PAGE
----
Ramadan is the fasting month, but of course it isn't a month long fast. As one of the people at home the other night pointed out, it is just rearranging the time we eat. Agam naturally joined the "fast" as well (I'd been in Tapaktuan during Ramadan a few years ago too, and "fasted" with Mother and Father at their home). We must eat our breakfast before the pre-dawn prayer time (Suhur), and not eat or drink anything until after Maghrib (the after sunset prayer time). During this time of the year, it means getting up about 3:30am for your last chance to eat, and then going to about 5:45pm before consuming anything more. Well I'm not Muslim of course, but I do like to follow it along with my hosts when I'm staying in their home. I left there this morning, and will take the train to Solo this evening from Gambir station. So after checking my bag there this afternoon, I felt quite ready to find a warung and ordered a nice lunch of nasi pecel and iced tea. Well, travellers are not expected to adhere to the fast anyway, heh heh. And it's been so long since I've had a nice nasi pecel.
Last night I went with Azly to his office, where they have internet. Checked up on the latest news, and there were some surprises. First of all, the situation in Burma is getting murkier with a very surprising deposing of the so-called "prime minister". Once the strongman of the intelligence service, Gen. Khin Nyunt was moved last year from his position as one of the 3 powerful "Secretaries" to become the so called Prime Minister. It was judged at the time to be a demotion, but he was seen as the least hardline of the ruling junta -- so there were some possibilities for democratic progress. Apparently he has been placed under house arrest, and power has now been consolidated by the aging hardliner, Than Shwe. Not very promising, other then the hope that any sort of shakeup might have unintended consequences, maybe a rebellion of more progressive forces in the military, or even just to wake up the outside world to the dire situation. Aung San Suu Kyi remains under house arrest more than a year after concerted pressure was exerted by the international community and especially ASEAN. After the ambush and massacre of her supporters in May 2003, I don't think anyone expected that they would be continuing to hold her after that October. Now another October has come and gone, and the whole thing seems to have been forgotten. This is what Thaksin's insistence on constructive engagement achieves -- absolutely nothing.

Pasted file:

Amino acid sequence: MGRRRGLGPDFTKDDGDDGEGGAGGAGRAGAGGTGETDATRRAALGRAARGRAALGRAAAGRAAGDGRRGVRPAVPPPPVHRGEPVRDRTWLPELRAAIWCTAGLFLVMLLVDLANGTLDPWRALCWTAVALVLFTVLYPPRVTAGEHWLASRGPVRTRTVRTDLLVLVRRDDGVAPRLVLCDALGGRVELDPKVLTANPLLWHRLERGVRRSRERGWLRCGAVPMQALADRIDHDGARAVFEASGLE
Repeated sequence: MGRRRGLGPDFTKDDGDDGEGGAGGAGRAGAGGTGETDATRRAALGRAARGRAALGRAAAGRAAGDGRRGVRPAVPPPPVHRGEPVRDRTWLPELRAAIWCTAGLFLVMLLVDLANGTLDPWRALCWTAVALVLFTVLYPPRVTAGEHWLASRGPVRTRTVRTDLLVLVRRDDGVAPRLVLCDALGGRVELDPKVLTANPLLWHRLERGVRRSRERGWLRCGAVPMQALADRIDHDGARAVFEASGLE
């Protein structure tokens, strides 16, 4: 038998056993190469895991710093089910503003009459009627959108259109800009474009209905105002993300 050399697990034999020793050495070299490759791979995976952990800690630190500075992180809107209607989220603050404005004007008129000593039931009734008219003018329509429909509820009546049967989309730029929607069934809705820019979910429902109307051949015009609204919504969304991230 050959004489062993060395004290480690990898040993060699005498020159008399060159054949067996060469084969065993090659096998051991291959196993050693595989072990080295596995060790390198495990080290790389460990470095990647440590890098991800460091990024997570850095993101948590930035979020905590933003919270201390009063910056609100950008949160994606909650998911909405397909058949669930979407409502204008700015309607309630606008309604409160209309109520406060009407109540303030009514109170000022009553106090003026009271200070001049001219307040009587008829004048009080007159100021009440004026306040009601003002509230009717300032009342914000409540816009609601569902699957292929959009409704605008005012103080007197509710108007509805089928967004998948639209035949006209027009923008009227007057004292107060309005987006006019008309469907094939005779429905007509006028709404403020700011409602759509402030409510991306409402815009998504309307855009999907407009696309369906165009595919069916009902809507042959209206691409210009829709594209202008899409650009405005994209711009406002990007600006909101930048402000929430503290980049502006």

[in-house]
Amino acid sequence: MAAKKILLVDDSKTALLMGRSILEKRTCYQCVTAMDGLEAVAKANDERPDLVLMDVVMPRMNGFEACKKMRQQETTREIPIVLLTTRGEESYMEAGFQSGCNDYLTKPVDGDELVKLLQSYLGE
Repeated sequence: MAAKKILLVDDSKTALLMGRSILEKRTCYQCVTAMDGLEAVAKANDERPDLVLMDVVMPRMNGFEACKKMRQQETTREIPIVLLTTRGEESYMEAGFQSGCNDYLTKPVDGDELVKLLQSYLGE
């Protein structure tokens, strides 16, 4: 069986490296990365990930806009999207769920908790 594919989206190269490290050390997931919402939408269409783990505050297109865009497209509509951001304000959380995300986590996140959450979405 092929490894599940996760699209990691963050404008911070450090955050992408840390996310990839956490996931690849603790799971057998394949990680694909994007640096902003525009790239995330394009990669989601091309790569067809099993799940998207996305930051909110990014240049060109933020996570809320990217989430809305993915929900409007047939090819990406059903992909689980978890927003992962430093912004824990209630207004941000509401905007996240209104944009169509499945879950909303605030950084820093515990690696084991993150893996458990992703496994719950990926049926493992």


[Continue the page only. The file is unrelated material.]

And a very sad situation in Thailand as I read last night, with something like 23 tigers at one of the tiger parks having died of "bird flu". What a travesty that these animals could be fed with the carcasses of chickens which had died from this disease. If it was a stupid mistake that would be bad enough, and it should never have happened. But if it was another of those cases where some shady deal and desire for saving money to make bigger profit blah blah blah, switch these old chicken carcasses for the tigers' usual food instead of burning them in a pit -- well, you know, use your imagination. If it was something like that and not just a stupid mistake, then I hope they track down the shameless idiots that did it an prosecute them to the fullest.
Well that's all for this time, from your roving correspondent enroute in a couple of hours to the city of Solo, Central Java, aboard the Argo Lawu express. Solo, the city that never sleeps, and in my own experience the friendliest little city in all the world. Yet paradoxically, it's also the home base of the fanatic old imam, Abu Bakar Ba'asyir and his pesantren (Indonesian Islamic boarding school) known as "Ngruki". Several of the Bali bombers originated from Solo as well. Which is, as I say, a paradox since I've only ever come across the most gentle, tolerant and generous people one can imagine in that beautiful city. In many visits over almost 15 years, and having met many people of all walks of life, I truly cannot recall ever having met one of those boneheaded intolerant jihadist types. Obviously they must be there somewhere, but it's just a shame that Solo should be tarred with that negative addition to its reputation as the focus of a highly refined central Javanese culture.